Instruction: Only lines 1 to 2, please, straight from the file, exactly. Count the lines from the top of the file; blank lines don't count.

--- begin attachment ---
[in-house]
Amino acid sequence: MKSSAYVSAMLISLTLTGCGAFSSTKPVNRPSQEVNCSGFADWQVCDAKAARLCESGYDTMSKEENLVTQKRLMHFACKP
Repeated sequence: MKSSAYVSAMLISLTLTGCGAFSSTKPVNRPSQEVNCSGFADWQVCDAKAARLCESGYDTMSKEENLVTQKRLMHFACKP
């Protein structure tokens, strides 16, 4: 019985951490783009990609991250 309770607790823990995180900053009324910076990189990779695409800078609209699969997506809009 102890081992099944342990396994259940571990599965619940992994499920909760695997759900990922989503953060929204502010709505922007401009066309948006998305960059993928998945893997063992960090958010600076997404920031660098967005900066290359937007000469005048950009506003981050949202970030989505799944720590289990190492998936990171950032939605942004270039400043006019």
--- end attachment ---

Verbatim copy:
[in-house]
Amino acid sequence: MKSSAYVSAMLISLTLTGCGAFSSTKPVNRPSQEVNCSGFADWQVCDAKAARLCESGYDTMSKEENLVTQKRLMHFACKP